5. The method as claimed in claim 4, wherein for wavelength stabilization of the tunable light source the wavelength is locked to the absorption line of the selected isotope.
6. The method as claimed in claim 4, wherein for measuring the concentration of oxygen a O-18 isotope is used as the selected isotope in the reference cell and the detector signals obtained at the peaks of the absorption lines of the O-18 and O-16 isotopes are used for calculating the oxygen concentration.
7. The method as claimed in claim 5, wherein for measuring the concentration of oxygen a O-18 isotope is used as the selected isotope in the reference cell and the detector signals obtained at the peaks of the absorption lines of the O-18 and O-16 isotopes are used for calculating the oxygen concentration.
Description
CROSS REFERENCE TO RELATED APPLICATIONS

This application claims priority of European Patent Office application No. 07011165.3 EP filed Jun. 6, 2007, which is incorporated by reference herein in its entirety.

FIELD OF INVENTION

The invention relates to a method for measuring the concentration of a gas component in a measuring gas, wherein the light of a wavelength tunable light source is passed along a single optical path through a measuring volume containing the measuring gas and a reference cell containing a reference gas to a detector for generating a signal indicative of the wavelength dependent absorption of the light, and wherein the reference gas comprises the gas component in a known concentration.

BACKGROUND OF INVENTION

Such a method is known from U.S. Pat. No. 6,353,225.

In spectroscopic gas detection, the concentration of a known gas component in a gas mixture (measuring gas) is determined from a measured wavelength-specific absorption of the gas component. For this purpose, the measuring gas is introduced in a measuring volume having a predetermined optical path length, e.g. a sample cell or, in case of in-situ process measurements, a gas-leading pipe, furnace, funnel or the like. The light of a tunable light source, such as a diode laser, is transmitted through the measuring volume to a detector for generating a signal dependent on the wavelength-selective light absorption in the optical path of the measuring volume.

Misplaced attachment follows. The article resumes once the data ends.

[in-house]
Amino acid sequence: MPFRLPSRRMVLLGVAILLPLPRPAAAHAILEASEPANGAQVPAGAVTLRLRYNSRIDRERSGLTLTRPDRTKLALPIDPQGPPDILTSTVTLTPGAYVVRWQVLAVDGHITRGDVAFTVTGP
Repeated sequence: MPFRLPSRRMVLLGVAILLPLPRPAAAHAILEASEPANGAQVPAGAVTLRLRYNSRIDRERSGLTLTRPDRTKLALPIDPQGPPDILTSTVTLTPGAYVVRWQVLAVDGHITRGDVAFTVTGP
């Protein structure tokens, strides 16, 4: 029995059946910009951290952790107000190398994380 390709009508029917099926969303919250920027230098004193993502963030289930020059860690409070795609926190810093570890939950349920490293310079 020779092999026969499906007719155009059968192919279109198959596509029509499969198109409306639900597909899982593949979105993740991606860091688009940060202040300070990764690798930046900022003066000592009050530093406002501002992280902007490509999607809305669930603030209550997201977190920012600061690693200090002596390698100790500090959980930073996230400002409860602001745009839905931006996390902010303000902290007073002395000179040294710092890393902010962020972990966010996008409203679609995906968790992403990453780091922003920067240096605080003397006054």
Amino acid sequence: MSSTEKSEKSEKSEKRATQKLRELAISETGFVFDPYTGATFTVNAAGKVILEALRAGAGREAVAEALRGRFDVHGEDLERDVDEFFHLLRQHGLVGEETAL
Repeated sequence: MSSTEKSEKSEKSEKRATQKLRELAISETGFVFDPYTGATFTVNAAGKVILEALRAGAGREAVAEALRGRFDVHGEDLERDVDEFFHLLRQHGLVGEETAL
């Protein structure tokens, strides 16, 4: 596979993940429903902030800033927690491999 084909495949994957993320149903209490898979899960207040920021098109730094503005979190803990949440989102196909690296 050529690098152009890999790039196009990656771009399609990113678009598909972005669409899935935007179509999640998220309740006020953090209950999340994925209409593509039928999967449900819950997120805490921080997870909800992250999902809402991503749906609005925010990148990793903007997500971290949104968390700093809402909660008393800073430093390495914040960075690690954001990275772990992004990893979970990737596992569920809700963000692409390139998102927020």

The gas mixture in which the measurement is performed is generally not well known and the gas component of interest must be measured with minimum interference from this background. It is therefore important to maintain an accurate lock to the absorption line of said gas component. This can be done by incorporating a reference cell which encloses the gas component of interest or another suitable gas component of constant concentration. This cell can be placed in an optical reference path which is split off from the main optical path through the measuring volume or it can be placed in the main optical path in-line with the measuring volume.